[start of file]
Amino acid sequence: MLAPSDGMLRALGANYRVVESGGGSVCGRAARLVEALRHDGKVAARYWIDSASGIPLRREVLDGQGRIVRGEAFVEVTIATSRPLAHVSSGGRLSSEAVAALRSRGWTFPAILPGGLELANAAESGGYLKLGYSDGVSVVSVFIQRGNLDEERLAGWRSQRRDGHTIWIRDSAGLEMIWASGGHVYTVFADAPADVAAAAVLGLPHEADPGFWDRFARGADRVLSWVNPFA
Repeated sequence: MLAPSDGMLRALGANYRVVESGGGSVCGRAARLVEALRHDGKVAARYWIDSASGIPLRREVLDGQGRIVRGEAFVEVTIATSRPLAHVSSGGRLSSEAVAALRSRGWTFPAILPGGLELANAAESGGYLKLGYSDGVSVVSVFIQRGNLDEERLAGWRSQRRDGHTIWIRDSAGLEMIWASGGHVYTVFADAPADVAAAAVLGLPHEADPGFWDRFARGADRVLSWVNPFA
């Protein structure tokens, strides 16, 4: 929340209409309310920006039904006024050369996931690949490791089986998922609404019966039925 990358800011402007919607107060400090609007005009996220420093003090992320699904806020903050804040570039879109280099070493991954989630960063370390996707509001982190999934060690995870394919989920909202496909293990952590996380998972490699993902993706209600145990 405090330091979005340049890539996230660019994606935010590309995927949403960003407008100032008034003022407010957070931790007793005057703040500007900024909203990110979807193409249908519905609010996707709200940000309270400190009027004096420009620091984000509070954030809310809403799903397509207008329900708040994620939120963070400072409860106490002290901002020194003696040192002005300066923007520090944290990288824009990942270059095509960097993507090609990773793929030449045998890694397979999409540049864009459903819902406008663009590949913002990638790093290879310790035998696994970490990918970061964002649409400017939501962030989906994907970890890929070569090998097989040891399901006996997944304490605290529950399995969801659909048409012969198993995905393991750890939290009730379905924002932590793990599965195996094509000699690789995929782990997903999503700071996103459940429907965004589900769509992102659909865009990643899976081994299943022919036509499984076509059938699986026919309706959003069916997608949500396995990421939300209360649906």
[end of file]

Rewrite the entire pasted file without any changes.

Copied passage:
Amino acid sequence: MLAPSDGMLRALGANYRVVESGGGSVCGRAARLVEALRHDGKVAARYWIDSASGIPLRREVLDGQGRIVRGEAFVEVTIATSRPLAHVSSGGRLSSEAVAALRSRGWTFPAILPGGLELANAAESGGYLKLGYSDGVSVVSVFIQRGNLDEERLAGWRSQRRDGHTIWIRDSAGLEMIWASGGHVYTVFADAPADVAAAAVLGLPHEADPGFWDRFARGADRVLSWVNPFA
Repeated sequence: MLAPSDGMLRALGANYRVVESGGGSVCGRAARLVEALRHDGKVAARYWIDSASGIPLRREVLDGQGRIVRGEAFVEVTIATSRPLAHVSSGGRLSSEAVAALRSRGWTFPAILPGGLELANAAESGGYLKLGYSDGVSVVSVFIQRGNLDEERLAGWRSQRRDGHTIWIRDSAGLEMIWASGGHVYTVFADAPADVAAAAVLGLPHEADPGFWDRFARGADRVLSWVNPFA
């Protein structure tokens, strides 16, 4: 929340209409309310920006039904006024050369996931690949490791089986998922609404019966039925 990358800011402007919607107060400090609007005009996220420093003090992320699904806020903050804040570039879109280099070493991954989630960063370390996707509001982190999934060690995870394919989920909202496909293990952590996380998972490699993902993706209600145990 405090330091979005340049890539996230660019994606935010590309995927949403960003407008100032008034003022407010957070931790007793005057703040500007900024909203990110979807193409249908519905609010996707709200940000309270400190009027004096420009620091984000509070954030809310809403799903397509207008329900708040994620939120963070400072409860106490002290901002020194003696040192002005300066923007520090944290990288824009990942270059095509960097993507090609990773793929030449045998890694397979999409540049864009459903819902406008663009590949913002990638790093290879310790035998696994970490990918970061964002649409400017939501962030989906994907970890890929070569090998097989040891399901006996997944304490605290529950399995969801659909048409012969198993995905393991750890939290009730379905924002932590793990599965195996094509000699690789995929782990997903999503700071996103459940429907965004589900769509992102659909865009990643899976081994299943022919036509499984076509059938699986026919309706959003069916997608949500396995990421939300209360649906």